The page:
Clearing arrangements for exchange-traded derivatives

March 1997


The rapid growth of financial derivatives over the last decade has been the subject of numerous studies by central banks and regulatory authorities and by private sector groups. Much of this work has focused on derivative transactions privately negotiated in the over-the-counter markets. Exchange-traded derivatives have received less attention, perhaps because the regulatory framework for such instruments has been in place for some time, and the financial integrity of futures and options markets has withstood some rigorous tests. Nonetheless, stresses that were evident following the October 1987 stock market declines and the February 1995 failure of Barings underscore the need to critically examine the financial safeguards available in the various markets across the world.

The financial integrity of futures and options markets depends on the robustness of their arrangements for clearing and settling trades. The present report, prepared by the Ad Hoc Study Group on Exchange-Traded Derivatives, describes and analyses clearing arrangements for exchange-traded derivatives in the G-10 countries. The focus is on exchanges' clearing houses, which are at the heart of their clearing arrangements and are absolutely critical to their integrity. The Study Group's work is analytical rather than prescriptive - it discusses the sources and types of risks to clearing houses and the risk management safeguards that clearing houses employ to manage those risks. The report identifies several specific sources of potential vulnerability in clearing house risk management systems: (1) inadequate financial resources to meet losses and liquidity pressures from member defaults induced by extreme price movements; (2) a lack of mechanisms to monitor and control intraday risks; and (3) weaknesses in money settlement arrangements, including reliance on payment systems that entail the risk of unwinds of provisional funds transfers late in the day.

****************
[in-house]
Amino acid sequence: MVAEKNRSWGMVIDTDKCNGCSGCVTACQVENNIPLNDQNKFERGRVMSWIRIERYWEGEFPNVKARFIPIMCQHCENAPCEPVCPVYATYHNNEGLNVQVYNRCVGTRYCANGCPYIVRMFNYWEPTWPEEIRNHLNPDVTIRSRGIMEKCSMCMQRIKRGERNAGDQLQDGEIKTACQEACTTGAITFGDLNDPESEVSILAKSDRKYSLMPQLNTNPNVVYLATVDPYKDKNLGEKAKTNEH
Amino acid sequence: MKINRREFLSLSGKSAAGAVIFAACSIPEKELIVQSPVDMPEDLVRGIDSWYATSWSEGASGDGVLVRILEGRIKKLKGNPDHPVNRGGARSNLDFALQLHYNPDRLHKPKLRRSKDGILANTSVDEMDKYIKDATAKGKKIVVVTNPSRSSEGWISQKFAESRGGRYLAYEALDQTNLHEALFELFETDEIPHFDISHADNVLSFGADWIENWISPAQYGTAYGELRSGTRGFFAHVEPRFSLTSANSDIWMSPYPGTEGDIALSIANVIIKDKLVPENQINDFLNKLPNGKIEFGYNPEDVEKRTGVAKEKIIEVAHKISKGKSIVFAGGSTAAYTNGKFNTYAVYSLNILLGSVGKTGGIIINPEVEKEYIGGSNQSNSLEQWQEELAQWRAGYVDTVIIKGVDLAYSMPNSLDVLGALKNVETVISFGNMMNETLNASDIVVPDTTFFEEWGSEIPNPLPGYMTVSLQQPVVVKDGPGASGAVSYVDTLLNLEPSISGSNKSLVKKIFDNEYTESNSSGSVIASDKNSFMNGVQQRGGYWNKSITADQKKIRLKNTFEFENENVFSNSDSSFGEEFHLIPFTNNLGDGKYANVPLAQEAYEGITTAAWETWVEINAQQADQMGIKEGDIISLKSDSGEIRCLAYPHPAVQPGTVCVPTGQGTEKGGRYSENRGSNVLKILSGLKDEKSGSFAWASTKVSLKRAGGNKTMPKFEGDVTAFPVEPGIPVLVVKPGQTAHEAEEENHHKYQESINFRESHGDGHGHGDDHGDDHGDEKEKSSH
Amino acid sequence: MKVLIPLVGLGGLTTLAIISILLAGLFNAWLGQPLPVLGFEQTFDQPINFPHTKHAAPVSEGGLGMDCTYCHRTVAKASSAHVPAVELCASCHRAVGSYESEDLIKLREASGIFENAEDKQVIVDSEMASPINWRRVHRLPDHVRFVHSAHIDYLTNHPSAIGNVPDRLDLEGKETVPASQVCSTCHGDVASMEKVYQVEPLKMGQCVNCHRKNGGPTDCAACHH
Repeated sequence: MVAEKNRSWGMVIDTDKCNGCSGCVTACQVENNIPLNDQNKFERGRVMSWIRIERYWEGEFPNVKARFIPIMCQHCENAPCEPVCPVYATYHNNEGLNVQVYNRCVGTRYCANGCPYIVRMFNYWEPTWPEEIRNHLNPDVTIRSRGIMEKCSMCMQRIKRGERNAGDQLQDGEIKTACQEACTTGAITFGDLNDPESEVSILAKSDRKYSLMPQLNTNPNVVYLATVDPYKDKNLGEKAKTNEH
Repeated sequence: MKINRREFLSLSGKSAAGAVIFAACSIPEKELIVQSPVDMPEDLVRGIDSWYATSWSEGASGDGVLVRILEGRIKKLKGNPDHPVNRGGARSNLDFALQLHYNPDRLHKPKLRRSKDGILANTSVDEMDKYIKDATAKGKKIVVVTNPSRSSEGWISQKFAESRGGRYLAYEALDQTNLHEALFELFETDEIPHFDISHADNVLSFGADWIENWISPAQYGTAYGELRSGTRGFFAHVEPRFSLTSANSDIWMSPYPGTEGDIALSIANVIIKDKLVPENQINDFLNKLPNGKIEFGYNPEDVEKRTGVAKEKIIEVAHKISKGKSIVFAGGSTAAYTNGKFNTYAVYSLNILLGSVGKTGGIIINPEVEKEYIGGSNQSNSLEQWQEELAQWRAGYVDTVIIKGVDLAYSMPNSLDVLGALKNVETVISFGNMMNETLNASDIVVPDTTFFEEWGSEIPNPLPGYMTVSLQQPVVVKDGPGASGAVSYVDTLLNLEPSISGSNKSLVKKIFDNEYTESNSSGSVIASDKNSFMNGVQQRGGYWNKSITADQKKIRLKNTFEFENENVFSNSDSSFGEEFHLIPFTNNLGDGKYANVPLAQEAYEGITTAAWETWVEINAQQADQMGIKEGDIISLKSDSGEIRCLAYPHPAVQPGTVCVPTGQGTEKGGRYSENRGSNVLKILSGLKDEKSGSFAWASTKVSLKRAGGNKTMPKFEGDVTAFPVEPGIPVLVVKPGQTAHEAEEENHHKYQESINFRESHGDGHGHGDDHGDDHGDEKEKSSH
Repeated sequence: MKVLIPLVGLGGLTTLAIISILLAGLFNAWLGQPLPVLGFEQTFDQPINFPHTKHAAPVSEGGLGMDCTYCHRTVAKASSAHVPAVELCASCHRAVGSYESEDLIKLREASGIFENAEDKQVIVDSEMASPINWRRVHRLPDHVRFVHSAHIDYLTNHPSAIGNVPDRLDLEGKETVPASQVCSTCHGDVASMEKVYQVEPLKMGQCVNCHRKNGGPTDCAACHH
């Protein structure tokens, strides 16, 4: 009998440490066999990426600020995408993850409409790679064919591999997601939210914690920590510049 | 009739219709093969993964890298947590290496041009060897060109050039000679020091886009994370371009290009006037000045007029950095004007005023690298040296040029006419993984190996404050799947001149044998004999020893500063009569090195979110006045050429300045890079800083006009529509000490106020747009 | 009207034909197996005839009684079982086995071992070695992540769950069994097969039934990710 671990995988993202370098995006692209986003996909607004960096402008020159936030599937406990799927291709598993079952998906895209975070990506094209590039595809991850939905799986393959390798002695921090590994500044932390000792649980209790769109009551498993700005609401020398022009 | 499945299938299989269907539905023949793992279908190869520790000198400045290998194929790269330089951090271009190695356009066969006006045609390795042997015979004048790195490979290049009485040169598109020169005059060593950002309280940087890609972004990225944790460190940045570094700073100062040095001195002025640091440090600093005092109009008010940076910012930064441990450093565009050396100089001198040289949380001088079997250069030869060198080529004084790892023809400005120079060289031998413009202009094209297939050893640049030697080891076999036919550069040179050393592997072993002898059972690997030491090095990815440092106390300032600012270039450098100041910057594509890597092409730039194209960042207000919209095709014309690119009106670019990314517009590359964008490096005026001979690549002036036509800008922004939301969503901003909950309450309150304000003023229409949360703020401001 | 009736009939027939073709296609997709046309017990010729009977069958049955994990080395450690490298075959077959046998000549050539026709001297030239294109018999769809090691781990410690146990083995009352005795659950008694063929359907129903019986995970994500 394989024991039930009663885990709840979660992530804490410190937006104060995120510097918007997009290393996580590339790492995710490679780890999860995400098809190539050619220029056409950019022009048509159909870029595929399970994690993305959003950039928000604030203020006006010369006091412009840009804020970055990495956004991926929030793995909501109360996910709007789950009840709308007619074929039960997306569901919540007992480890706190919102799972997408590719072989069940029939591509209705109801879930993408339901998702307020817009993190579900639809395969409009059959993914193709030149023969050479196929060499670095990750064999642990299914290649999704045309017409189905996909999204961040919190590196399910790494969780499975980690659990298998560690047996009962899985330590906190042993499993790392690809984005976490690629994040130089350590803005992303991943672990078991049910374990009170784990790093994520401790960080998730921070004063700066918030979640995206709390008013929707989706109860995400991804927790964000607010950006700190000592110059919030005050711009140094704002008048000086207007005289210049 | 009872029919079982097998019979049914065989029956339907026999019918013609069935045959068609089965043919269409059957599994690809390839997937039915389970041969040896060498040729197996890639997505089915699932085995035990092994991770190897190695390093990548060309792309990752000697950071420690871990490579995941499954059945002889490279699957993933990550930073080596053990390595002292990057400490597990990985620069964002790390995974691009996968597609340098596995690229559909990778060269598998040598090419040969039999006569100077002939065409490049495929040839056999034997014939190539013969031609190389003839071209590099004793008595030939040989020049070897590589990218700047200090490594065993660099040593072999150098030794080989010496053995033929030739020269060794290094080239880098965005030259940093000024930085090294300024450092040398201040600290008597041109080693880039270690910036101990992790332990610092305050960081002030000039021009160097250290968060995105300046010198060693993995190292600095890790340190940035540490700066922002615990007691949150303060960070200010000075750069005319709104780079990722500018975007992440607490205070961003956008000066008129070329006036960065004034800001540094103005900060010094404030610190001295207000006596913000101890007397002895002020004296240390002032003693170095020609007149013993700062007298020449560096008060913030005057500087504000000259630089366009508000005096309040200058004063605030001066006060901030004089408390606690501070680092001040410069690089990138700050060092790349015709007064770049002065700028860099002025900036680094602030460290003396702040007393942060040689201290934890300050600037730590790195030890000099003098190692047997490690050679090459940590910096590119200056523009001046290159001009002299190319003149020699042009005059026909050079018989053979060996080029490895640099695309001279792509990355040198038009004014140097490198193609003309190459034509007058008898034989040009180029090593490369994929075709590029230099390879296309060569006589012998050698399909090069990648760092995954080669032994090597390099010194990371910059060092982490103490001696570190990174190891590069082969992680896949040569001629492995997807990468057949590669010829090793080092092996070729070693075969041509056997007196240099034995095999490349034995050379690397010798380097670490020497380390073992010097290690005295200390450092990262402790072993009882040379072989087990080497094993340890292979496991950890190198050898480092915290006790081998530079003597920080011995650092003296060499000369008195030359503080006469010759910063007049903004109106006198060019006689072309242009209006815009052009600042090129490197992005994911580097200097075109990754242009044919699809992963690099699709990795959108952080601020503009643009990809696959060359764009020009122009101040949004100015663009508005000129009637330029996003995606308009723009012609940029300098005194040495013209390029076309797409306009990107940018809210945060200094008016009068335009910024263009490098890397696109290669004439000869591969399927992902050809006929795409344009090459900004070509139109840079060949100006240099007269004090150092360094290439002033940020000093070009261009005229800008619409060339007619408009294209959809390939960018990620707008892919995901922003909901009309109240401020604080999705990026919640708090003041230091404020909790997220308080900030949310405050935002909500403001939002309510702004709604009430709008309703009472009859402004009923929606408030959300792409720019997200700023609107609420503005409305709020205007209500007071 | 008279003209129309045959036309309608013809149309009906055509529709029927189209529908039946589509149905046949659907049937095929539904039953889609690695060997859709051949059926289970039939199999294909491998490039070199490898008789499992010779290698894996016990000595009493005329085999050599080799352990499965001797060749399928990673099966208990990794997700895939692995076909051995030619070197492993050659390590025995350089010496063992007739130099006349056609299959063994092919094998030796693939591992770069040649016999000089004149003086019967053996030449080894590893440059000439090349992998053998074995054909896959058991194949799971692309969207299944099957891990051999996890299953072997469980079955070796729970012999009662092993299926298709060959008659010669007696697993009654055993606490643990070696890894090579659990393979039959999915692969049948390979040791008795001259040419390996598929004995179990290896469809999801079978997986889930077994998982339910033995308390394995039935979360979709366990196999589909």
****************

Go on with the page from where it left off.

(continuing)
For each potential weakness identified, the report points out ways to strengthen clearing arrangements: (1) the use of "stress testing" to identify and limit potential exposures to clearing members from extreme price movements, and to ensure that the clearing house's financial resources are adequate in such circumstances; (2) enhanced intraday risk management through more timely trade matching and more frequent calculation of exposures and through the development of the capacity to reduce intraday exposures by means of more frequent settlements; and (3) strengthening of money settlement arrangements through the use of real-time gross settlement (RTGS) systems for payments and securities transfers and by clarifying settlement agreements with clearing members and settlement banks. As the report suggests, clearing houses should carefully assess whether implementation of these steps would produce benefits, including reductions in systemic risk, that outweigh the costs.

The annexes to the report contain a wealth of information on the risk management procedures and money settlement arrangements at selected clearing houses in the G-10 countries. While the body of the report emphasises the similarities in approaches to risk management across clearing houses, the details often differ, and these differences can be significant to the assessment of the effectiveness of risk management procedures at individual clearing houses. The analytical framework developed in the report should aid both market participants and those responsible for the supervision and regulation of clearing houses in making informed assessments of the robustness of individual clearing arrangements.

The Committee is indebted to Patrick Parkinson for his excellent leadership in chairing the Study Group. Able assistance in editing and publishing the report was provided by the BIS.

William J. McDonough, Chairman  
Committee on Payment and Settlement Systems  
President of the Federal Reserve Bank of New York